Monopolies have many negative effects on the marketplace. Monopolies prevent competition and raises barriers of entry into a market. Senator Leahy points out that the cable television companies are a prime example of this. (Kenyon, et. al., 1995). A free and open competition ensure that customers will have many benefits, such as lower prices, a variety of new and developing products and services. A competitive market forces companies to strive to maintain a customer base, whereas a monopoly promotes routine and is resistant to change. In a free competition, businesses must strive to provide customers with new and innovative products at reasonable prices or face the loss of customers and declining profits (FCC, 1995). It is the customer and society as a whole that benefits from free competition.


A natural monopoly exists when the people in an area need a service or product to sustain their daily lives and there is no product substitution (Stoffels, 1999). It also exists where there is no other close competition, due to the fat that there is a lack of resources for expansion into the area. A prime example of this is a rural electric cooperative. Usually the one who ran the lines first can have a monopoly. The people will use whoever is there and have no other choice. It is unlikely that another company will run lines to the same locations due to the cost involved and the uncertainty that customers will switch. Gasmi, et. al., (1999) developed a test for a natural monopoly that he feels would be applicable to the telecommunications industry. It was developed to determine natural monopolies in the rural electricity industry. Upon examination of the test, it was felt that it would be useful in certain sectors of the telecommunications industry, especially where rural hardwire telephones were involved. However, it did not appear that it would be useful in other segments of the market, such as cell phones and other wireless products, or in urban areas.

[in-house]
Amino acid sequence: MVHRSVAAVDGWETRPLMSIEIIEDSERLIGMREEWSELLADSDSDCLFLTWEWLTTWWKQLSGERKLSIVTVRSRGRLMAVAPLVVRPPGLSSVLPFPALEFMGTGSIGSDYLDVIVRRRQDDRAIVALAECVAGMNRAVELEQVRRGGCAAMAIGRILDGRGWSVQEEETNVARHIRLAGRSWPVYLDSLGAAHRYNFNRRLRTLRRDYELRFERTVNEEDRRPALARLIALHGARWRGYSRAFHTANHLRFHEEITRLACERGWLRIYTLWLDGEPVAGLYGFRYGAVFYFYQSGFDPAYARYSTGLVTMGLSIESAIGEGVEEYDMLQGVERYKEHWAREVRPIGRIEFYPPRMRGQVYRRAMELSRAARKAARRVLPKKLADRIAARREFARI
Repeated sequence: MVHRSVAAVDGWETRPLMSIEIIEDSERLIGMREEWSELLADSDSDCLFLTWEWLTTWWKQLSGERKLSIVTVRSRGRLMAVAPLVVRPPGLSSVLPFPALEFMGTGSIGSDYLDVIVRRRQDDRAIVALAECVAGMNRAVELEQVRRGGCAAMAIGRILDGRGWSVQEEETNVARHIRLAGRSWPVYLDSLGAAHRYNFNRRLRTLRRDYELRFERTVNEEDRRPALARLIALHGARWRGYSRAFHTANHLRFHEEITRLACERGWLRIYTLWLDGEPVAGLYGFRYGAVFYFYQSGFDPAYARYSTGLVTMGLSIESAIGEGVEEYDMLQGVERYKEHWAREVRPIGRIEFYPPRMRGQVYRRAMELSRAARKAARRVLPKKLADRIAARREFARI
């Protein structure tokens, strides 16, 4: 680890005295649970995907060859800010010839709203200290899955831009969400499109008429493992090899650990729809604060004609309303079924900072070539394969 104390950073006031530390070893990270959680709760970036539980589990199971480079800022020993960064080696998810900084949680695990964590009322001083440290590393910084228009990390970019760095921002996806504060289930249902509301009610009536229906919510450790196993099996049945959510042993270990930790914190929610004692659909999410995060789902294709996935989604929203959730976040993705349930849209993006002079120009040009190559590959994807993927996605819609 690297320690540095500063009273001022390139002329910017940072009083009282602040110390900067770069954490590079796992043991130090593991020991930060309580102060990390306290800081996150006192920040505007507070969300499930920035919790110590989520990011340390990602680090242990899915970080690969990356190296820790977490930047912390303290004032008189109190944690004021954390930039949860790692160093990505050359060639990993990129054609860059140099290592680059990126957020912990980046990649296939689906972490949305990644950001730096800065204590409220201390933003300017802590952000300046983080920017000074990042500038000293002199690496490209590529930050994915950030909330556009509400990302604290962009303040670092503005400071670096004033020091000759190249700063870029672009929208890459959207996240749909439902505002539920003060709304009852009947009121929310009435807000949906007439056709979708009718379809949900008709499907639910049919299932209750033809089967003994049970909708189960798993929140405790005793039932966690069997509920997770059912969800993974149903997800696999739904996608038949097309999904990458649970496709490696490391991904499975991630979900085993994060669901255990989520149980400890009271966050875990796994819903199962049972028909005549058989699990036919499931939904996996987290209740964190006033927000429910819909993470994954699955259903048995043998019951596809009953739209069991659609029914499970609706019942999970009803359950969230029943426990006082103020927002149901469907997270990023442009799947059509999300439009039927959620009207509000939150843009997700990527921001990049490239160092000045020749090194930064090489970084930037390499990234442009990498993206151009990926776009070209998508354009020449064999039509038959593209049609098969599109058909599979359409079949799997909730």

A duopoly exists where there are two companies that compete in a marketplace. In this case, there is limited competition, but no clear competitors exist, other than the two duopolists there are some that many consider this situation to be a small oligopoly. In this case, the two competitors must match each other in price and quality. One cannot afford to fail to match the other’s price. This market can be good for the monopolists, if cooperation exists between them. However, if they are fierce competitors, the competition will serve to harm both, as they strive to lower prices and out-perform one another. Pociask and Rutner (2000) believe that a separate test must be applied when analyzing a monopoly vs. A duopoly.